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April 17, 2014 | NPR · Scientists and food activists are launching a campaign to promote seeds that can be freely shared, rather than protected through patents and licenses. They call it the Open Source Seed Initiative.
 
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April 17, 2014 | NPR · A typical UPS truck now has hundreds of sensors on it. That's changing the way UPS drivers work — and it foreshadows changes coming for workers throughout the economy.
 
April 17, 2014 | NPR · Brazil is the spiritual home of soccer and a world powerhouse in the sport. It's woven into the Brazilian psyche. Wins and losses have had repercussions in other realms — including politics.
 

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April 16, 2014 | NPR · Ukrainian tanks arrived in the city of Kramatorsk Wednesday morning. By the time they rolled out of the city, they were flying Russian flags. People in Kramatorsk tell the story of what happened.
 
April 16, 2014 | NPR · NATO has announced a strengthening of its forces near the alliance's eastern border. Gen. George Joulwan, the former NATO supreme allied commander for Europe, discusses the plan.
 
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April 16, 2014 | NPR · A 325 million-year-old fossil find shows that the gill structures of modern sharks are actually quite different from their ancient ancestors.
 

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April 12, 2014 | NPR · As pro-Russia demonstrators continue their tense standoff in Eastern Ukraine, police are conspicuously absent from city streets.
 

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April 13, 2014 | NPR · As the anniversary of last year's marathon bombing approaches, NPR's Rachel Martin speaks with correspondent Carrie Johnson about the investigation and legal wrangling yet to come.
 

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Travel

Apr 13, 2014 — American Julia Cooke documented the ways Cuba has changed since Fidel Castro ceded authority to his brother. During her travels, she says, everything she thought she knew was "blown out of the water."
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Apr 6, 2014 — Matthiessen was a spy, a naturalist, a well-regarded activist and a three-time winner of the National Book Award — for both fiction and nonfiction. He died of acute myeloid leukemia.
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Feb 9, 2014 — British graphic designer Nick Hudson bicycled 500 miles along the Hudson River valley, striking up conversations with local artists and craftspeople as he went. Those stories — from maple syrup producers, sculptors, boat restorers and more — have been collected in a new book, Conversations on the Hudson.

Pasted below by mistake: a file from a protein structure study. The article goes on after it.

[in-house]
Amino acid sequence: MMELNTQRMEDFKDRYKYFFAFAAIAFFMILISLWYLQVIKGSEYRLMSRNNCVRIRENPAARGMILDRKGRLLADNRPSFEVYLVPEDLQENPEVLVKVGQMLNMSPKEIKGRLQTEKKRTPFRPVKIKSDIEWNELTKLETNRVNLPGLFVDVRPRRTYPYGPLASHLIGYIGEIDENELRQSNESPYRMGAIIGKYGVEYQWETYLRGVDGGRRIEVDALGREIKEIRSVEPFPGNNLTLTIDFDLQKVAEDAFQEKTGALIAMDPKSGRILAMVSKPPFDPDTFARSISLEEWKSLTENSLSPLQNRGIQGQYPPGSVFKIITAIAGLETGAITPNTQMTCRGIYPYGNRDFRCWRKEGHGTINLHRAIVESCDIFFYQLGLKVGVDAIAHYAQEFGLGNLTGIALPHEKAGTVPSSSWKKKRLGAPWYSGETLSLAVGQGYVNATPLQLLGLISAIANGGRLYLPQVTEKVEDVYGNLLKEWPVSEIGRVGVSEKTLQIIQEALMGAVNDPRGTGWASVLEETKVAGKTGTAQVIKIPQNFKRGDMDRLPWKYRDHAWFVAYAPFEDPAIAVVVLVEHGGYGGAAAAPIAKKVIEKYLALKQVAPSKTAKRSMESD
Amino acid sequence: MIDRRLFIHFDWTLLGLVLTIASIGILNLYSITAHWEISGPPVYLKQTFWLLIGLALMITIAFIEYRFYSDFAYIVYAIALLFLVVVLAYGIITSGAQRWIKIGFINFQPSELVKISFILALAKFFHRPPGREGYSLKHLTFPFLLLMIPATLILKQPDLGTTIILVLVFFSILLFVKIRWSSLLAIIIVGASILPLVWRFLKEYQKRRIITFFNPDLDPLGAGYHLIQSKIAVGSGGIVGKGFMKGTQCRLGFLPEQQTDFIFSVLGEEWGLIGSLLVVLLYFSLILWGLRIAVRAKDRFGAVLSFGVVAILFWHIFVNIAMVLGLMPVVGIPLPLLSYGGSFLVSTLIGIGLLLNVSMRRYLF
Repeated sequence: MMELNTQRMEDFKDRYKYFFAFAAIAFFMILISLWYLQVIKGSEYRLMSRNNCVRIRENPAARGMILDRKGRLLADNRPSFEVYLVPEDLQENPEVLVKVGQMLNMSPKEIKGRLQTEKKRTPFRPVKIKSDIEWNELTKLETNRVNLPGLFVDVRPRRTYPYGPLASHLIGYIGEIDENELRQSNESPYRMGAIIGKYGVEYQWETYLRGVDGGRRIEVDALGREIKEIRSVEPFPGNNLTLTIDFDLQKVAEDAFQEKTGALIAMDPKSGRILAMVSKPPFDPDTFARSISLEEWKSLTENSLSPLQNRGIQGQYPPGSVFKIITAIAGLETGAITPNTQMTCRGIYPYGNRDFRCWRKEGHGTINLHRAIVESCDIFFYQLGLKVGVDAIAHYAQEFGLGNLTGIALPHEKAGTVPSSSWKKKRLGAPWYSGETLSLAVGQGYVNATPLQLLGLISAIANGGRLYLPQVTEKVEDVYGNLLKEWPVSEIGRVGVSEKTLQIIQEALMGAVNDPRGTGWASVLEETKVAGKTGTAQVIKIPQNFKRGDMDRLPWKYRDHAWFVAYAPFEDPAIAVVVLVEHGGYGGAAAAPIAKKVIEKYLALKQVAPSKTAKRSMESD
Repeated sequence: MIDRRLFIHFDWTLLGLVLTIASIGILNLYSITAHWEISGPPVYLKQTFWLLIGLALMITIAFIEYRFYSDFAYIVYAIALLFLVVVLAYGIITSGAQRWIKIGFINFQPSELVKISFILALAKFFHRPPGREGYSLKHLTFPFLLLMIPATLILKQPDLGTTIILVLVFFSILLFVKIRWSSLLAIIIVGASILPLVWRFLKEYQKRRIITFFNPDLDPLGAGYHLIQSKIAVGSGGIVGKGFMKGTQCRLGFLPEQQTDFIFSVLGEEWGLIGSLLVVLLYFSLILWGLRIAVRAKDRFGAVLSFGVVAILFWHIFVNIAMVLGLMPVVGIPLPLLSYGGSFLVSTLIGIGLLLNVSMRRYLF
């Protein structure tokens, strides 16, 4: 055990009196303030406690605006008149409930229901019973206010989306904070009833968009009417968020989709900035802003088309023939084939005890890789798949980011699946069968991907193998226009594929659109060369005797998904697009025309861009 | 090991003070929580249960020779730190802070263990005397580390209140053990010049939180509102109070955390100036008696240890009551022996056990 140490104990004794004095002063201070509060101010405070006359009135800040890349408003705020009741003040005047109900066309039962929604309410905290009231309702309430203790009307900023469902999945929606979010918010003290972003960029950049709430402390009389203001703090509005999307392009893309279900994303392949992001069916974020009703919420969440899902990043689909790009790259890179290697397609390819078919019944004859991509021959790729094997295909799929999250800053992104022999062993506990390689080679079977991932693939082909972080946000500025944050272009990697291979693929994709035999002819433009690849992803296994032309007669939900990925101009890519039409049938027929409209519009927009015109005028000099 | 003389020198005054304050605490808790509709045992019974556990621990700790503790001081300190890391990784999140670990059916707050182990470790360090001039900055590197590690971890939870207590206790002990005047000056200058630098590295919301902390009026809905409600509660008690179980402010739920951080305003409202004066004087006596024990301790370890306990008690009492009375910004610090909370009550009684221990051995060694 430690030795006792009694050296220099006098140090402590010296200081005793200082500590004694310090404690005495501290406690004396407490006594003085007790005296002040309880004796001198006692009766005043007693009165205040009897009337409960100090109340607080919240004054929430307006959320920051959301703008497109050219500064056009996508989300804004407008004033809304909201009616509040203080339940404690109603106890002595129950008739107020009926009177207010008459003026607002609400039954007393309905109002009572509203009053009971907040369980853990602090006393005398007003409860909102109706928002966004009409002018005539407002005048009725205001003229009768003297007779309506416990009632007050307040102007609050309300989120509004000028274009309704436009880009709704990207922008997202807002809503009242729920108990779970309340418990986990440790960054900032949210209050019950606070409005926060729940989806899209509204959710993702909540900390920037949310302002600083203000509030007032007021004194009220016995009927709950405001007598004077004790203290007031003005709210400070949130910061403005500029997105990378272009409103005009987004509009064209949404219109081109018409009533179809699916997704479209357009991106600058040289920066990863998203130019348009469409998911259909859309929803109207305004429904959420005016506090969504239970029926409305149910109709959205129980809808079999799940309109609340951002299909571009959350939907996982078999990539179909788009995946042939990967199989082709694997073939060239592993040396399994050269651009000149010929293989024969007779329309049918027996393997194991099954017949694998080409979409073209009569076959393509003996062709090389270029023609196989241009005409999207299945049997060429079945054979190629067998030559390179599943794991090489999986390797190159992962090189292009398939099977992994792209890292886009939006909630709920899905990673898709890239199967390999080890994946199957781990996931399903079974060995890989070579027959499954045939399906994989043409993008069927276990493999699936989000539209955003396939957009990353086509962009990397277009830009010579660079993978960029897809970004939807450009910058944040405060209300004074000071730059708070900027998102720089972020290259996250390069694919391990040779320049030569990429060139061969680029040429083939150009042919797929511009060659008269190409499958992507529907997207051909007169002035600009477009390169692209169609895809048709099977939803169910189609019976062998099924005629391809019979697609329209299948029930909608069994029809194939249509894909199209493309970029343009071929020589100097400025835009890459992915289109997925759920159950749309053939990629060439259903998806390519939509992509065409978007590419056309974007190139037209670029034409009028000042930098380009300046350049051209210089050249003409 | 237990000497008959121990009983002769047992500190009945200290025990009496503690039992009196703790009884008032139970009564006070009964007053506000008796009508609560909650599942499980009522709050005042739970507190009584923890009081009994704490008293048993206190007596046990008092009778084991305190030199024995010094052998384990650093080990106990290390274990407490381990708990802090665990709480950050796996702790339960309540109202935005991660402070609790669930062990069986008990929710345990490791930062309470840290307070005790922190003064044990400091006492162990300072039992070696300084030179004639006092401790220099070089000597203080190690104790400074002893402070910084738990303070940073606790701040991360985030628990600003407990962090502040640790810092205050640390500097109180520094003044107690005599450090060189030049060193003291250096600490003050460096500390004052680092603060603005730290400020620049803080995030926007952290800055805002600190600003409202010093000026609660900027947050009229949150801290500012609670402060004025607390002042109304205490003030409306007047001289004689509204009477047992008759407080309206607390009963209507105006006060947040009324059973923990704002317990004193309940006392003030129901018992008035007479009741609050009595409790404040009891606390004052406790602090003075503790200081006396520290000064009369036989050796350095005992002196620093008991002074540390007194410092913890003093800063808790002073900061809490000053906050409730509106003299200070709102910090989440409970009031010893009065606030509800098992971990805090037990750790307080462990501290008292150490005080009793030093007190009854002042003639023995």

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Jan 9, 2014 — Anjan Sundaram's new memoir Stringer chronicles his adventures as a budding journalist in one of the world's most chaotic spots: the Democratic Republic of the Congo. Reviewer and veteran journalist Ted Koppel says Stringer "is a book about a young journalist's coming of age, and a wonderful book it is, too."
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Jan 3, 2014 — Just as the passengers aboard the MV Akademik Shokalskiy thought they had escaped the Antarctic ice, word came that the Chinese ship that rescued them might be stuck as well. Poet Jynne Martin recommends a book to put the situation in perspective, one that tells the story of an expedition that was doomed from the start.
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Dec 15, 2013 — Each Lenten season, Christians travel to Rome to visit a different martyr's shrine each day. The pilgrim-worn path, which dates back to the dawn of Christianity, includes some of the city's most striking churches and historic art. Theologian George Weigel, author of Roman Pilgrimage, says the journey grounded his faith in real places and people.
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Dec 13, 2013 — Debuting at No. 14, Humans of New York is photographer Brandon Stanton's visual census of the city.
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Nov 26, 2013 — For critic Maureen Corrigan, this year's hybrid family holiday may be best celebrated by escaping into a book. Her recommendations include a kids' book about Russian Jews who identify with the Pilgrims, and a novel that contemplates class divides during wartime through the lens of a football game.
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Nov 13, 2013 — The Chinese town of Shijiao is known for recycling discarded Christmas tree lights for their copper and wire insulation, which are then used to support growing economies and make slipper soles, respectively. In Junkyard Planet, Adam Minter explores the business of recycling what developed nations throw away.
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Nov 4, 2013 — Journalist Hooman Majd's new book, The Ministry of Guidance Invites You to Not Stay, was inspired by the year he and his young American family spent in Tehran, where Majd was born. He tells Fresh Air about the country's long-standing tradition of sulking, and what sets Tehran apart from most other Islamic metropolises.
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